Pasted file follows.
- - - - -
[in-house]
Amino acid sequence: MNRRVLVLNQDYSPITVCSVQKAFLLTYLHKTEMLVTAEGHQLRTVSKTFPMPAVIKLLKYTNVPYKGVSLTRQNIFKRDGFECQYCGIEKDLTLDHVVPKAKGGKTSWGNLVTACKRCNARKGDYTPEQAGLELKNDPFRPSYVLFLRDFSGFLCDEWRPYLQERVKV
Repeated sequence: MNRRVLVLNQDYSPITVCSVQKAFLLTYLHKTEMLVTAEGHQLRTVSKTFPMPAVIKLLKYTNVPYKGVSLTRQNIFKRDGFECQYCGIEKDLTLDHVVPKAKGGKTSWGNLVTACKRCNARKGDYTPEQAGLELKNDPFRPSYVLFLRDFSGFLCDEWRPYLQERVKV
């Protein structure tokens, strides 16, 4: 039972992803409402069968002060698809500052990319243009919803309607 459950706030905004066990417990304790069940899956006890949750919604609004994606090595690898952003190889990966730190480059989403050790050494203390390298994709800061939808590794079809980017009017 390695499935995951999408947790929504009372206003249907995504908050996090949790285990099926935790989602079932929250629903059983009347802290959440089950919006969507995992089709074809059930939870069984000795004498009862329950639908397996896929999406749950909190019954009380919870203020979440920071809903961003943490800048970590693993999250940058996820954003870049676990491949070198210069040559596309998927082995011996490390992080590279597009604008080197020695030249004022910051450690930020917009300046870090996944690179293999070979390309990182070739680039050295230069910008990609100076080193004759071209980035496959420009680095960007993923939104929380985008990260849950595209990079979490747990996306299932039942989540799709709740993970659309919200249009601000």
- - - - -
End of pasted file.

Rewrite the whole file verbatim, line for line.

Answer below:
[in-house]
Amino acid sequence: MNRRVLVLNQDYSPITVCSVQKAFLLTYLHKTEMLVTAEGHQLRTVSKTFPMPAVIKLLKYTNVPYKGVSLTRQNIFKRDGFECQYCGIEKDLTLDHVVPKAKGGKTSWGNLVTACKRCNARKGDYTPEQAGLELKNDPFRPSYVLFLRDFSGFLCDEWRPYLQERVKV
Repeated sequence: MNRRVLVLNQDYSPITVCSVQKAFLLTYLHKTEMLVTAEGHQLRTVSKTFPMPAVIKLLKYTNVPYKGVSLTRQNIFKRDGFECQYCGIEKDLTLDHVVPKAKGGKTSWGNLVTACKRCNARKGDYTPEQAGLELKNDPFRPSYVLFLRDFSGFLCDEWRPYLQERVKV
């Protein structure tokens, strides 16, 4: 039972992803409402069968002060698809500052990319243009919803309607 459950706030905004066990417990304790069940899956006890949750919604609004994606090595690898952003190889990966730190480059989403050790050494203390390298994709800061939808590794079809980017009017 390695499935995951999408947790929504009372206003249907995504908050996090949790285990099926935790989602079932929250629903059983009347802290959440089950919006969507995992089709074809059930939870069984000795004498009862329950639908397996896929999406749950909190019954009380919870203020979440920071809903961003943490800048970590693993999250940058996820954003870049676990491949070198210069040559596309998927082995011996490390992080590279597009604008080197020695030249004022910051450690930020917009300046870090996944690179293999070979390309990182070739680039050295230069910008990609100076080193004759071209980035496959420009680095960007993923939104929380985008990260849950595209990079979490747990996306299932039942989540799709709740993970659309919200249009601000």